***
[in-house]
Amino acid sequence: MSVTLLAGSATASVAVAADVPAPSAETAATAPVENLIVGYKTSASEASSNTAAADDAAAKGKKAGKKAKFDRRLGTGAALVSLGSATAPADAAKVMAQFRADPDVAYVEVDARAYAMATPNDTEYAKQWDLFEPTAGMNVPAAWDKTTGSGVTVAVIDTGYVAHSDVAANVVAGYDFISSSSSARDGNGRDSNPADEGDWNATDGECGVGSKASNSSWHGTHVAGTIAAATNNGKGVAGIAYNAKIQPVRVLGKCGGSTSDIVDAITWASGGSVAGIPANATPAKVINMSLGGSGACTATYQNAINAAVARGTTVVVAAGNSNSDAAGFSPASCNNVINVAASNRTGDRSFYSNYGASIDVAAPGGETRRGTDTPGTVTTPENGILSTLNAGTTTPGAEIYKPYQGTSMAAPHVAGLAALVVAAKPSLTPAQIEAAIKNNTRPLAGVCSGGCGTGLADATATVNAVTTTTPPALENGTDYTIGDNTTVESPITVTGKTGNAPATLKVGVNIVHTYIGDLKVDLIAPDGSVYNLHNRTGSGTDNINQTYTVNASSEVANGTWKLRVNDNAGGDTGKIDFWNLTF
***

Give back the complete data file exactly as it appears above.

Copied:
[in-house]
Amino acid sequence: MSVTLLAGSATASVAVAADVPAPSAETAATAPVENLIVGYKTSASEASSNTAAADDAAAKGKKAGKKAKFDRRLGTGAALVSLGSATAPADAAKVMAQFRADPDVAYVEVDARAYAMATPNDTEYAKQWDLFEPTAGMNVPAAWDKTTGSGVTVAVIDTGYVAHSDVAANVVAGYDFISSSSSARDGNGRDSNPADEGDWNATDGECGVGSKASNSSWHGTHVAGTIAAATNNGKGVAGIAYNAKIQPVRVLGKCGGSTSDIVDAITWASGGSVAGIPANATPAKVINMSLGGSGACTATYQNAINAAVARGTTVVVAAGNSNSDAAGFSPASCNNVINVAASNRTGDRSFYSNYGASIDVAAPGGETRRGTDTPGTVTTPENGILSTLNAGTTTPGAEIYKPYQGTSMAAPHVAGLAALVVAAKPSLTPAQIEAAIKNNTRPLAGVCSGGCGTGLADATATVNAVTTTTPPALENGTDYTIGDNTTVESPITVTGKTGNAPATLKVGVNIVHTYIGDLKVDLIAPDGSVYNLHNRTGSGTDNINQTYTVNASSEVANGTWKLRVNDNAGGDTGKIDFWNLTF